What a rough piece of news that arrived last week. A young student in the nearby Liberty School District had been beaten by a bully at the school and severely injured. The young man accused of the attack had also allegedly bullied the victim’s older brother. Family of the boy hurt had earlier asked the school district to provide more protection. But an attack occurred anyway.
If we knew all that goes on in schools in Platte County, I hope we would not find such a severe case, but I’d bet there are bullying cases that school officials deal with regularly. They occurred in my school days decades ago.
What I wonder about is: what can all of us do to help the parents and school officials working to solve the problem?
Make no mistake, it is a centuries-old problem. But are there things we can change in our culture to reduce this problem?
With the Liberty case, my heart goes out to the beating victim and his family, the family of the alleged bully and the school officials, who I’m guessing feel terrible that this has happened.
I don’t know all details of this case.
The school district for legal and common sense reasons is guarded in public statements, but you know there are special meetings and measures occurring behind the scenes. Possibly reminders and checking of procedures are occurring in our Platte County schools, too.
Bullying should not occur.
Schools should be the safest public places in our communities. Mostly they are. Yet, I think the task is tough for school teachers and administrators.
Students pour in and out of hallways, classrooms, cafeterias and gyms in large groups. In the growing Northland, the number of students in a class is often quite large. There are programs both before and after schools where students are mingling with one another.
Keeping track of what’s going on everywhere all the time is a tough chore.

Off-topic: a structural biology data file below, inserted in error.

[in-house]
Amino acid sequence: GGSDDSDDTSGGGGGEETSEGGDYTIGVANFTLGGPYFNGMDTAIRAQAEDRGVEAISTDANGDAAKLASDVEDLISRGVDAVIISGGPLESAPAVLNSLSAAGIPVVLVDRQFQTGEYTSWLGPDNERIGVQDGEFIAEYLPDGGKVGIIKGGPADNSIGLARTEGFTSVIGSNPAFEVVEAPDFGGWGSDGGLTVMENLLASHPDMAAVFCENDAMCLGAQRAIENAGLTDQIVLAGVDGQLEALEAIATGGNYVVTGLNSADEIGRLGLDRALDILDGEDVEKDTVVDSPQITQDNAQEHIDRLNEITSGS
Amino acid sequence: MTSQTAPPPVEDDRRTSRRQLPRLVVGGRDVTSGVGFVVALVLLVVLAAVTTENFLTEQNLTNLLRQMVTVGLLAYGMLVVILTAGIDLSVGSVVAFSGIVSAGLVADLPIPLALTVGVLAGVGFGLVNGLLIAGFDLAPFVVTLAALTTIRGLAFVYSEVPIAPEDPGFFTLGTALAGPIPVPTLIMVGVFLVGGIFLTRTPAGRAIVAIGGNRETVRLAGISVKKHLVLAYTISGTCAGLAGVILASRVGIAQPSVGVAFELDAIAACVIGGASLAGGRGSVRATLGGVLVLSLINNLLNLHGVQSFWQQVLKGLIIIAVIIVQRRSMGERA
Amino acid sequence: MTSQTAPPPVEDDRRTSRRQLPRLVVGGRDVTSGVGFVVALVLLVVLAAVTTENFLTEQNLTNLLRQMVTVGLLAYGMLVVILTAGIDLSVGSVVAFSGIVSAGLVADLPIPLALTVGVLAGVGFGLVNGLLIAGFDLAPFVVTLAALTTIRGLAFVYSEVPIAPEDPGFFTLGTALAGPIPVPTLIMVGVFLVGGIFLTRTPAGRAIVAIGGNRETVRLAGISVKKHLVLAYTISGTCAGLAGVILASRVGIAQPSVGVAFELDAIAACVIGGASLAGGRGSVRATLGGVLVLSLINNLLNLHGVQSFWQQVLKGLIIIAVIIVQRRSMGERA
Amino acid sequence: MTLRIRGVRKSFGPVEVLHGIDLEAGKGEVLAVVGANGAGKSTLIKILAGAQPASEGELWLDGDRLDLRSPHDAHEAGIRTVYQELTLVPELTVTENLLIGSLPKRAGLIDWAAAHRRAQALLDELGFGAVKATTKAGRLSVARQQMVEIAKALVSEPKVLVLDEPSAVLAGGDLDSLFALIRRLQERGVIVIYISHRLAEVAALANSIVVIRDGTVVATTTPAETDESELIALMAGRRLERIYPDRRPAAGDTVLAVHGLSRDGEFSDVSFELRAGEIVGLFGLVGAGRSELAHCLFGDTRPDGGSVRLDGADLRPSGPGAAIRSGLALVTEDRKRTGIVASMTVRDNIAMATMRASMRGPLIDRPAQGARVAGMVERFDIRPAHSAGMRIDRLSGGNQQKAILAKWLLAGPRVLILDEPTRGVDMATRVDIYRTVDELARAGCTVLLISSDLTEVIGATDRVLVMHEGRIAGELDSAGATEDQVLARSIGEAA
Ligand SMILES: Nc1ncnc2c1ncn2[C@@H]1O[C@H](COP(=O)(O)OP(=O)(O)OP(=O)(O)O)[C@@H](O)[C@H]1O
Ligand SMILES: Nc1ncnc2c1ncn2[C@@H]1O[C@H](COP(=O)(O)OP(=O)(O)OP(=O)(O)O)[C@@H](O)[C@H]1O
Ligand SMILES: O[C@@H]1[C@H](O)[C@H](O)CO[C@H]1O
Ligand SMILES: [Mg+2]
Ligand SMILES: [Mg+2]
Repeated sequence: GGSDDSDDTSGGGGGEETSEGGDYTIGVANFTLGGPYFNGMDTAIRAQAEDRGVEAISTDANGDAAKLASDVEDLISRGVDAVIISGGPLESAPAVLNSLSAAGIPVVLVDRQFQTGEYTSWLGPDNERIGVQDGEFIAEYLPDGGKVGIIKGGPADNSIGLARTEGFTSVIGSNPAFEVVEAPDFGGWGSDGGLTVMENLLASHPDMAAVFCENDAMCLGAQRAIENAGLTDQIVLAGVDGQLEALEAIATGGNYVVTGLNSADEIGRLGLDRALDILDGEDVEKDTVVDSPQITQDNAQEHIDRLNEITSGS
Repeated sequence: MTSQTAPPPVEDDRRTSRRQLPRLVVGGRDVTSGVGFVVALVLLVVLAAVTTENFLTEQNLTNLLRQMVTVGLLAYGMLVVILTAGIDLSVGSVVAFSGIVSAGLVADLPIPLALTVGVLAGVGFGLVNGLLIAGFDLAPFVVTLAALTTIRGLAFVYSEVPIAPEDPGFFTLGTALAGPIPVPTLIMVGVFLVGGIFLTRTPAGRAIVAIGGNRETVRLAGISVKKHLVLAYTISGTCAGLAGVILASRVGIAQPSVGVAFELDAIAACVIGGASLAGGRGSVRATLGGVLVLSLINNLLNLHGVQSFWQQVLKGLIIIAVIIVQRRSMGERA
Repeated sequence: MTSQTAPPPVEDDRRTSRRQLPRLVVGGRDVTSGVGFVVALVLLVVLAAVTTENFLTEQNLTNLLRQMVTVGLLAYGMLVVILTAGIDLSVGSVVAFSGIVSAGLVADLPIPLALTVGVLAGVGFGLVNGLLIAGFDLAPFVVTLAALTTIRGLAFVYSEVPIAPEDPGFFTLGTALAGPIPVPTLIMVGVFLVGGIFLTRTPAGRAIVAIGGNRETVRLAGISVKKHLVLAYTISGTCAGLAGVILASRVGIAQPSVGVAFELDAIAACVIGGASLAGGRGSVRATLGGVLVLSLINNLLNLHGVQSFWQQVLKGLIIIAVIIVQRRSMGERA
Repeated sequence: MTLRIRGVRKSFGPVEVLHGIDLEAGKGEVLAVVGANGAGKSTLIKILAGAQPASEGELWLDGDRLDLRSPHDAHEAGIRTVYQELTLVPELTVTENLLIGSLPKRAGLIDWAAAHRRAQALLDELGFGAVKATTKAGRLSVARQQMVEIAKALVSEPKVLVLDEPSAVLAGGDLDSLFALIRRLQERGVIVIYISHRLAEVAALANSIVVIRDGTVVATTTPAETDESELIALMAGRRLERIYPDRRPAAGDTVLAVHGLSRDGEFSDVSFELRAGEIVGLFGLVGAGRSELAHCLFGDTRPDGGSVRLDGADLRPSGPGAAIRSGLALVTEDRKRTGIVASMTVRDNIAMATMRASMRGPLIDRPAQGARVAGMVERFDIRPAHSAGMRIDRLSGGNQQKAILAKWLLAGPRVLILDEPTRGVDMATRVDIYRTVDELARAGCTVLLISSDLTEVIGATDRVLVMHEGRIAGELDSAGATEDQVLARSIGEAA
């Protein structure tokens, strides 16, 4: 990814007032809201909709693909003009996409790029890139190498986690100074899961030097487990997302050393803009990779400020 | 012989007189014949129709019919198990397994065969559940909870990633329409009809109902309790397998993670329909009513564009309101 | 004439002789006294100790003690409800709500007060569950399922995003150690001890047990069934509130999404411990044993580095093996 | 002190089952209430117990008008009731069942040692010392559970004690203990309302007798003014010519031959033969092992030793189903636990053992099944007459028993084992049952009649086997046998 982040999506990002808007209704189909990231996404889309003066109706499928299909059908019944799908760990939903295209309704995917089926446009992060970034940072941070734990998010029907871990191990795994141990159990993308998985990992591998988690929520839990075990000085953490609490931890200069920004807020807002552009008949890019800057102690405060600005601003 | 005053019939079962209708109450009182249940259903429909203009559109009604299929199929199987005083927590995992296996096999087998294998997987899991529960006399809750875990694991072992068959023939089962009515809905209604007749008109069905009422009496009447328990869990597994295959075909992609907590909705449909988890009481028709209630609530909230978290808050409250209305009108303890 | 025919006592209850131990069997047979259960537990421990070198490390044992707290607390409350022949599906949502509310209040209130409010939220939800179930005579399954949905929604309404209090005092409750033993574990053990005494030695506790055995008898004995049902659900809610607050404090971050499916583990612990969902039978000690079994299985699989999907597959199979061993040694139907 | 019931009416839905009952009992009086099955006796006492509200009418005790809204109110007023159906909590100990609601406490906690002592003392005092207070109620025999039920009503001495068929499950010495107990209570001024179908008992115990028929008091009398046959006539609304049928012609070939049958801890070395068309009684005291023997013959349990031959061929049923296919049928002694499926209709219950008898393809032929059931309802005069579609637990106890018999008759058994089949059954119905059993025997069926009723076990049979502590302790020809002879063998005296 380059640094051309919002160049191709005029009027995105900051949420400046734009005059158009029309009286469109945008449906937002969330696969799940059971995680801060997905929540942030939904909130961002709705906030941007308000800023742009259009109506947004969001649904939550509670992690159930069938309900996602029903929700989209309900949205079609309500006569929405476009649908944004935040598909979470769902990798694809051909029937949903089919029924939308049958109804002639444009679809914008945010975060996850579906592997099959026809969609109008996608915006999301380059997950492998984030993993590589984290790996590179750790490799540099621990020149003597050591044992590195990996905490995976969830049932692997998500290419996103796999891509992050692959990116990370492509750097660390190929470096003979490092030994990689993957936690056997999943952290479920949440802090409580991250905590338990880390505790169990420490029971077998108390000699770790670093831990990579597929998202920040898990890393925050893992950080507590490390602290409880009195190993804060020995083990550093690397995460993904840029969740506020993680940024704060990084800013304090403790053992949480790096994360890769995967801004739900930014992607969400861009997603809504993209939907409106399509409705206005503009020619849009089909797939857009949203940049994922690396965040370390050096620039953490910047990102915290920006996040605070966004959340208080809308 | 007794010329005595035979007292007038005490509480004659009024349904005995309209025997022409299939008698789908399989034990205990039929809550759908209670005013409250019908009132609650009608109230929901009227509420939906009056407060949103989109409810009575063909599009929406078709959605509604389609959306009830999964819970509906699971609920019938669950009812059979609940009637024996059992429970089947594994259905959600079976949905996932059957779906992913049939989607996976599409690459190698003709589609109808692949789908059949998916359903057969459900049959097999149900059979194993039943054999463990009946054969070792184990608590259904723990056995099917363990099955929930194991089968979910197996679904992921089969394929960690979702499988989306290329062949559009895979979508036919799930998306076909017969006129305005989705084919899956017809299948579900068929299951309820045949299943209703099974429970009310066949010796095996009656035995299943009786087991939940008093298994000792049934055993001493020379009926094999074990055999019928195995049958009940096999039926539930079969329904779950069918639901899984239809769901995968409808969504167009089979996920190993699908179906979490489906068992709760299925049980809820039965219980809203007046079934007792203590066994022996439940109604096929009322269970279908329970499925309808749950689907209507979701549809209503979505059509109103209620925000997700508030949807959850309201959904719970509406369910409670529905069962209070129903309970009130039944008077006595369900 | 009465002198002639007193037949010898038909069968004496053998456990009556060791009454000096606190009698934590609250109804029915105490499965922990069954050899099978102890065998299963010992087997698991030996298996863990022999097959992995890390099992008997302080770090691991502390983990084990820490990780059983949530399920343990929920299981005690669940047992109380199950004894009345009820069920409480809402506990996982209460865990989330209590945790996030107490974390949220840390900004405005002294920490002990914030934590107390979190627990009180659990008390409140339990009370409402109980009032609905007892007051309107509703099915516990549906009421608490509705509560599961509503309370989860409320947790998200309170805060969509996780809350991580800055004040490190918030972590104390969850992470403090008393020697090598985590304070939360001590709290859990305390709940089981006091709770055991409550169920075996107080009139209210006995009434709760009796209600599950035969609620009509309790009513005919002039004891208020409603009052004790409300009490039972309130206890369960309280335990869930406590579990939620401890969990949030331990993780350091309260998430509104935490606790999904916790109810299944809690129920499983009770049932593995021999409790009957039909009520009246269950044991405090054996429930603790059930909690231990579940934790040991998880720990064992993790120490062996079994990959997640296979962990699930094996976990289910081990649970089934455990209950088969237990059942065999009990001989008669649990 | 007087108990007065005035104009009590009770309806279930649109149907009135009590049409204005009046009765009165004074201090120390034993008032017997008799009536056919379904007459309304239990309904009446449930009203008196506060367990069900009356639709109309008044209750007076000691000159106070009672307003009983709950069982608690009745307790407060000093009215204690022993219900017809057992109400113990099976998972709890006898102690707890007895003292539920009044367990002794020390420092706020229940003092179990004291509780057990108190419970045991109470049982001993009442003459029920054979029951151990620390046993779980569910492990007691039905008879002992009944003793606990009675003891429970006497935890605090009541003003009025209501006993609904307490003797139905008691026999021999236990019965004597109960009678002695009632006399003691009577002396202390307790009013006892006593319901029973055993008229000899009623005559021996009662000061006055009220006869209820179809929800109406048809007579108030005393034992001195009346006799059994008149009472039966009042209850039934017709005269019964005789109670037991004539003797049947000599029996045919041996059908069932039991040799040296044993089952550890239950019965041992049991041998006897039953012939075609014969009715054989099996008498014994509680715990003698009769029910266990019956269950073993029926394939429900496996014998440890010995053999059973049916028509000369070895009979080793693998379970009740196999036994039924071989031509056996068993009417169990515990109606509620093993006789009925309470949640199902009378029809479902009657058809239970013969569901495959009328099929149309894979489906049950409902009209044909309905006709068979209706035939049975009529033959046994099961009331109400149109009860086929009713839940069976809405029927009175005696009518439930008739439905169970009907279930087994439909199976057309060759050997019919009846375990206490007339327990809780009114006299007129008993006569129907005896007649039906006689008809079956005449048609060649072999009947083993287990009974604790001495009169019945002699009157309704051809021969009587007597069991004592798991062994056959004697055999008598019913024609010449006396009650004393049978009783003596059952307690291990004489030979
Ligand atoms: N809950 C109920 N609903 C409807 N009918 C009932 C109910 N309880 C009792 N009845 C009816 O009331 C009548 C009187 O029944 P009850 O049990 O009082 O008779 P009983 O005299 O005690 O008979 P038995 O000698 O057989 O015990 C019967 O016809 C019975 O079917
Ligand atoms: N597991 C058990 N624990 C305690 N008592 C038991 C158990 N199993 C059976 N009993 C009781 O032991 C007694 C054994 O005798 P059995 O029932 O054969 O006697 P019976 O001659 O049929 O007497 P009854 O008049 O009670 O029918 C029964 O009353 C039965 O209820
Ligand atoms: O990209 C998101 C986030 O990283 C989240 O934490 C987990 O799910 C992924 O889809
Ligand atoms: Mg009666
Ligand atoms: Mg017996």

Some students come from difficult home situations. Some come to the hallways with major issues, even if they come from a good home. They come with super-charged energy levels and almost adult bodies. They come with minds child-like.
Perhaps they are even more child-like today in a world where computers and televisions are digitally linked and the movies and entertainment of childhood goes on a long time. Playing computer games in your spare time is a far different life than one lived by those of an earlier century. Even some kids of my school days had to do farm chores mornings and evenings around school time.
Work like that makes you wiser.
Those of even earlier generations had even more real-world experience by the time they hit the high school level. We can’t all raise our children on farms anymore, but as a society, we need to examine the insulated world we raise children in.
I think schools generally do a good job managing students these days, probably better than my long-gone school days. I was bullied a few times in my junior high years and knew of other instances. The most vulnerable young ones are usually the most picked on by shallow and insensitive individuals.
It is my impression that schools do far, far better today at working with students. There are more activities for varied interests that create healthy peer groups. There is more respect for a wide variety of school activities for youth. Counselors, administrators, social workers and police officers in our schools understand the psychological and social pressures students face.
But outside schools, for the rest of us as parents or neighbors or onlookers, there is also work to be done.
We must do all we can within our family and social circles to minimize intolerance. Compassion must be a highly celebrated trait. Schools are working at this, so must we in our daily lives.
Our young people today absorb much violence in their minds from media such as movies, television and music. Often the true human consequences from violence are minimized or eliminated from the entertainment.
Insensitivity fuels violence.
I hope school bullying rarely makes the news, but when it does, we must realize the victims and their families do not stand alone; many people are affected.
And we must be sensitive that in the big picture, we all play a role in prevention.
Bill Graham, who lives in the Platte City area with his family, may be reached by e-mail at firstname.lastname@example.org.